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Open Internet

A Couple Letters on I.P.

The jury is very much still out on how the Obama Administration will approach intellectual property issues in the online environment. That’s not a complaint — I understand it has a few other things on its plate, like, say, health care reform, Afghanistan, the economy, and so forth. But CDT and some allies sent two letters this week aimed at getting things off on the right track.

The first concerns ACTA, the Anti-Counterfeiting Trade Agreement. It urges USTR to recognize that the Internet and information technology portion of the treaty — rumored to be weighing such hot-button topics as ISPs’ responsibility for controlling or supervising their users’ activities — is simply too controversial and affects the interests of too many parties that haven’t been privy to the talks. It just isn’t suitable for prompt resolution, and its inclusion in an agreement that may move quickly would only risk ill-conceived provisions that would harm technology companies and users. The letter also asks for USTR to stop treating the specifics of the negotiations as state secrets (it’s hard for CDT or anyone else to provide meaningful feedback when we’re not allowed to know what proposals are even on the table) and to include Internet companies and public interest groups in the trade advisory committee system.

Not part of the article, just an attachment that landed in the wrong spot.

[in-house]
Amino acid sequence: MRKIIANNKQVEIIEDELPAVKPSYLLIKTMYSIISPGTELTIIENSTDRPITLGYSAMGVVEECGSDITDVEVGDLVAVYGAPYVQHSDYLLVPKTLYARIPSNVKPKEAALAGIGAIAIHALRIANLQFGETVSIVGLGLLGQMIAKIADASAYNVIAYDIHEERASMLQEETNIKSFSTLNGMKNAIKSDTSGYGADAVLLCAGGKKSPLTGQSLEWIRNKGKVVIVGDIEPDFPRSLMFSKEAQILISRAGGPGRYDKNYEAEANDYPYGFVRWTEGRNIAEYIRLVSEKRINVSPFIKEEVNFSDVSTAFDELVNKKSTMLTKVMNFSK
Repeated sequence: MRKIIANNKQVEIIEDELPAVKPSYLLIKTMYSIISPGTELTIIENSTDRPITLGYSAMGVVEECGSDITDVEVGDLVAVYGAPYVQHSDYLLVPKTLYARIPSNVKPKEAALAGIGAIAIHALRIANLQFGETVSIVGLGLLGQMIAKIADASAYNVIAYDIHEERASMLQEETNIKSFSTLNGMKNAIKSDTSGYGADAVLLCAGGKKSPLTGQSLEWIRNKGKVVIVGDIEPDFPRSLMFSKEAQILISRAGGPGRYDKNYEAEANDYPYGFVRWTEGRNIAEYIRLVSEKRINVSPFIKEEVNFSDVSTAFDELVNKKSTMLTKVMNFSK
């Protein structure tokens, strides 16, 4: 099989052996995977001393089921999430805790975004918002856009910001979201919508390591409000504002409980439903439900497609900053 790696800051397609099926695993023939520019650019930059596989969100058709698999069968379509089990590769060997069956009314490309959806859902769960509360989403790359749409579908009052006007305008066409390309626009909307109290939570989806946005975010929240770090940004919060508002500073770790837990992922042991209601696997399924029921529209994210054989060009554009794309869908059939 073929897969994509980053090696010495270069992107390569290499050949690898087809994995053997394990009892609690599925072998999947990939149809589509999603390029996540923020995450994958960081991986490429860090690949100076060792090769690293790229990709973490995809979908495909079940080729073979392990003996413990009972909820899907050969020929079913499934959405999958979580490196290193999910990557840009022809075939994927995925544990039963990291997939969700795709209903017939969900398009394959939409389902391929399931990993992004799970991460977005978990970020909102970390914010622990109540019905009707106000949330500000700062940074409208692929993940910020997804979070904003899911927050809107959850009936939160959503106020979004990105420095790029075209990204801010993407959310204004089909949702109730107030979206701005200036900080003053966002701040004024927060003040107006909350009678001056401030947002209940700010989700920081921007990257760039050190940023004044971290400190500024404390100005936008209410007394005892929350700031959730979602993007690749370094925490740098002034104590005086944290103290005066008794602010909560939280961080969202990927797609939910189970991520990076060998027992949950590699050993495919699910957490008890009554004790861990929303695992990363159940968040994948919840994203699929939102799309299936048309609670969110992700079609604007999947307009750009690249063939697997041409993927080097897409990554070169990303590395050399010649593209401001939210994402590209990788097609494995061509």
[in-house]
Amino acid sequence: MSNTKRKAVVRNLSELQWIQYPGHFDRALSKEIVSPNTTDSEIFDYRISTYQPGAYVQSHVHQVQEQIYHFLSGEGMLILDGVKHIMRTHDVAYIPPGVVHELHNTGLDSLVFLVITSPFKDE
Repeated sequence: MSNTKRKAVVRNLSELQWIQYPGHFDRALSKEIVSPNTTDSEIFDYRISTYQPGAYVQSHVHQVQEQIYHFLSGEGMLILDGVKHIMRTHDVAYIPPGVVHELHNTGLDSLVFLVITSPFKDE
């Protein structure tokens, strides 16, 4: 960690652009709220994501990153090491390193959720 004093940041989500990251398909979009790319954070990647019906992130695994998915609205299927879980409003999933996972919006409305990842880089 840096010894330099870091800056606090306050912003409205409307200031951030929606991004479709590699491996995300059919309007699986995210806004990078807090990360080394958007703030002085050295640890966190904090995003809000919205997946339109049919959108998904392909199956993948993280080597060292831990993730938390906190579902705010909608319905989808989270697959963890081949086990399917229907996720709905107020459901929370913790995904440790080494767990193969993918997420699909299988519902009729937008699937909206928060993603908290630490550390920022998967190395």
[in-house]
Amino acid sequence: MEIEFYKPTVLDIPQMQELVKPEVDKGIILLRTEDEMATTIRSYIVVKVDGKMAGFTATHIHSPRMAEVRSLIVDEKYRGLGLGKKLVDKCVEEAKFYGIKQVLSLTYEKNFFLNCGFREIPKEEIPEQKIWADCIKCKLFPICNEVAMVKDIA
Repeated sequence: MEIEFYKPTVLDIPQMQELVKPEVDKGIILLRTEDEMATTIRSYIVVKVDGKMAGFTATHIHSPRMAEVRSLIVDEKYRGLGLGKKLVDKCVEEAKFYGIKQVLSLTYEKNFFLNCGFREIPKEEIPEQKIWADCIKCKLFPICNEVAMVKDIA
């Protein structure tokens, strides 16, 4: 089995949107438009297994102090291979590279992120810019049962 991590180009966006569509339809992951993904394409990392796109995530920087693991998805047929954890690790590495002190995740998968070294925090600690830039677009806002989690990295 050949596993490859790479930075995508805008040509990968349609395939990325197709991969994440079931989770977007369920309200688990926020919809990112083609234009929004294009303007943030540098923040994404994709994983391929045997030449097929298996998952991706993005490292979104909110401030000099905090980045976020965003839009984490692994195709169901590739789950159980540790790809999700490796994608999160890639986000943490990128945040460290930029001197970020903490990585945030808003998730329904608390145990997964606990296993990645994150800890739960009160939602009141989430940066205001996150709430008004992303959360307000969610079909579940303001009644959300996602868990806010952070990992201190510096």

The second letter, going out today, concerns the proper relationship between intellectual property and cybersecurity. It’s actually a simple relationship: while one can conjure up a few narrow scenarios with some overlap, the two are fundamentally separate issues. That might seem like a straightforward proposition, but the report of the Administration’s cybersecurity review team contained just enough references to “intellectual property” to raise the potential specter of the eventual White House cybersecurity advisor wading into i.p. issues under the guise of cybersecurity. Our letter warns against that: there’s going to be both an I.P. enforcement coordinator and a cybersecurity advisor in the White House, and there is no reason to start confusing or conflating their respective roles.